East European Modernism: Architecture in Czechoslovakia, Hungary, and Poland Between the Wars 1919-1939

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Wojciech G. Lesnikowski, Vladimír Šlapeta
Thames & Hudson, 1996 - Architecture - 304 pages
Suppressed by the former communist governments and overshadowed by a focus on German and Dutch early modernism, the outstanding achievements of functionalist architects in Eastern Europe have been largely ignored by historians and critics. this book is the first retrospective ever published of functionalist buildings completed between the wars, the "Golden Age" of modernism, in Czechoslovakia, Hungary, and Poland. It is illustrated with rare archival and current photographs of the most famous and exemplary projects in each country: sanatoriums, hotels, sports facilities, private houses, offices, and religious and governmental buildings. Among the illustrious architects whose work is presented here are Karel Teige, Bohuslav Fuchs, and Josef Gocar of Czechoslovakia; Alfred Forbat and Jozsef Fischer of Hungary; and Lucian Korngold, Barbara and Stanislaw Brukalski, and Bohdeon Lachert of Poland. An introductory essay examines functionalism in Eastern Europe from an international perspective; essays by prominent architectural historians from Czechoslovakia, Hungary, and Poland explore competing ideas and functionalism in each country.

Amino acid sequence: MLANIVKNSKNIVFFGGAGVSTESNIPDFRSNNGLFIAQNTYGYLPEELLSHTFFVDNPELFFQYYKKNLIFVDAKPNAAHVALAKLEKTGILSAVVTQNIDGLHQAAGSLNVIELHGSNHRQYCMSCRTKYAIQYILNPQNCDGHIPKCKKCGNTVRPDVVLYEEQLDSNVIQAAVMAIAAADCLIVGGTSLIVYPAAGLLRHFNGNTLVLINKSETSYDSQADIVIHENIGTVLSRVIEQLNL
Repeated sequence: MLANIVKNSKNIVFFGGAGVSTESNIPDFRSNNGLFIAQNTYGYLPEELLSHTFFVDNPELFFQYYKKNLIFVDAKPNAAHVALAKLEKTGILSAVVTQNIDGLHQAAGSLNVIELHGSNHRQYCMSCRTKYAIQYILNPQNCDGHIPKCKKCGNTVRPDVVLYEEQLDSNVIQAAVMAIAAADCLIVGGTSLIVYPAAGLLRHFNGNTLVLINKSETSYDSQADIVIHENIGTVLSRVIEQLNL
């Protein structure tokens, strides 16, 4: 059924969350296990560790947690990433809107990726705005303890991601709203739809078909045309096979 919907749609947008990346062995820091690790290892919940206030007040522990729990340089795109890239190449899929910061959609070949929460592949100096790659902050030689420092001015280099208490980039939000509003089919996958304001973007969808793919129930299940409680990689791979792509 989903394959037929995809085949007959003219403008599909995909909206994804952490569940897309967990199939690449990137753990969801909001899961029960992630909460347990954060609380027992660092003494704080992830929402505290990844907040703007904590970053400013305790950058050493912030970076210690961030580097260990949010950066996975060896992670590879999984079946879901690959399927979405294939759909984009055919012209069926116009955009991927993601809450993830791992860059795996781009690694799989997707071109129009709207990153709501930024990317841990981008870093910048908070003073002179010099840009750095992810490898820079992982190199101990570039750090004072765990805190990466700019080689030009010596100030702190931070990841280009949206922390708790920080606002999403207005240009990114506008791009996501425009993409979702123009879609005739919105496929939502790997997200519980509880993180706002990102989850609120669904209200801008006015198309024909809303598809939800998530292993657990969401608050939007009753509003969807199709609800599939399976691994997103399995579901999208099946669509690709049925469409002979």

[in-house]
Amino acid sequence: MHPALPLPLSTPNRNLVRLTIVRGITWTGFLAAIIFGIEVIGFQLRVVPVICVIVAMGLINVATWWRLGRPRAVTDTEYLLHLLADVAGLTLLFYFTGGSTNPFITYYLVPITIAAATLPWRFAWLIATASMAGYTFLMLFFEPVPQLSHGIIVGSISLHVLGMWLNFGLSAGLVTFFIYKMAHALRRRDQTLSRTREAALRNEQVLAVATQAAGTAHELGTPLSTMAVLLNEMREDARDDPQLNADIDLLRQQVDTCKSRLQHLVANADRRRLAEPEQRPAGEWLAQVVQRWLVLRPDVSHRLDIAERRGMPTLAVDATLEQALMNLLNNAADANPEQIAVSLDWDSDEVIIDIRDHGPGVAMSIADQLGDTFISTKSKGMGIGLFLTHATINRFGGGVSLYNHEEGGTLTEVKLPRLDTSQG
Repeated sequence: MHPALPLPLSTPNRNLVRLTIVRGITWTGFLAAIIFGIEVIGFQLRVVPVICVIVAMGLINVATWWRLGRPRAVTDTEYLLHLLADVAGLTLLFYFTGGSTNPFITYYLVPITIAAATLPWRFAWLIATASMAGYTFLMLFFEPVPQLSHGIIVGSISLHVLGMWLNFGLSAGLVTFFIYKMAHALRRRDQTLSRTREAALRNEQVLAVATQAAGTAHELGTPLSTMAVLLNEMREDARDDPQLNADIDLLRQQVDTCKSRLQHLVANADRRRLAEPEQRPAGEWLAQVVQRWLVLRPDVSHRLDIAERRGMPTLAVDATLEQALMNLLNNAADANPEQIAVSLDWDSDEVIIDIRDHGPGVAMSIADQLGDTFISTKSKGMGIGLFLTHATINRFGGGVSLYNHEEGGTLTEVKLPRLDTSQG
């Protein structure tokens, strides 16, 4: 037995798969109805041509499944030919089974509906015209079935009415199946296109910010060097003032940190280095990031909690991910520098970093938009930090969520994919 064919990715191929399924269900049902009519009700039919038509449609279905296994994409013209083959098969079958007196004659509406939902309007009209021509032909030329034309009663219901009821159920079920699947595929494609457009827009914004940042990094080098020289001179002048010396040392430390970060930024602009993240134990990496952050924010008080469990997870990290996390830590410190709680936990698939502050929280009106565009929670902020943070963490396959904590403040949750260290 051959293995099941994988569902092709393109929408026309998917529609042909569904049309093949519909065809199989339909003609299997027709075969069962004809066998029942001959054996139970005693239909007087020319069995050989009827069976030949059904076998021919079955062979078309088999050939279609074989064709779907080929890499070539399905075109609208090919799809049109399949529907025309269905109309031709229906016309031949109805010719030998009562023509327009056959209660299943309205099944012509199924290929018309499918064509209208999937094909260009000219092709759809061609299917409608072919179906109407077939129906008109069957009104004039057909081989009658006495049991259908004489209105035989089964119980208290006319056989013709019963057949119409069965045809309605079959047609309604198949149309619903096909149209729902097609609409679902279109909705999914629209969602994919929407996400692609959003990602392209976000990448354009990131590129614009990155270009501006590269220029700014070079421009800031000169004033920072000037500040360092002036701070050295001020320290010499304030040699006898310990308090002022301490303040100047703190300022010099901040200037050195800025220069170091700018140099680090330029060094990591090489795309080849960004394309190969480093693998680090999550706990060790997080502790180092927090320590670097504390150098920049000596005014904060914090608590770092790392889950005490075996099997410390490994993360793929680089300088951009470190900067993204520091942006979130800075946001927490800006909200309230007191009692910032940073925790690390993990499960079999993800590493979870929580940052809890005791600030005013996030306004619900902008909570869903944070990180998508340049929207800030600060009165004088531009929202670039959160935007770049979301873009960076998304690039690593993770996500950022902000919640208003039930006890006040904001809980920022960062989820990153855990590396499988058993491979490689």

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Contents

COMPETING IDEAS
37
FUNCTIONALISM
59
COMPETING IDEAS
113
Copyright

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About the author (1996)

Wojciech Lesnikowski was born in Poland and currently is the Don Hatch Distinguished Professor at the School of Architecture and Urban Design at the University of Kansas. He has practiced architecture in Poland, France, and the United States, and is the author or co-author of four books, including The New French Architecture (Rizzoli, 1990).

Vladimir Slapeta is Dean of the Faculty of Architecture at the Czech Technical University in Prague, where he is also a professor; Janos Bonta is a professor emeritus of architecture at the Polytechnical University of Budapest; John Macsai is a professor of architecture at the University of Illinois at Chicago, and a practicing architect; Olgierd Czerner is a professor of architecture at the Polytechnic Institute of Wroclaw in Poland and Director of the Museum of Modern Art

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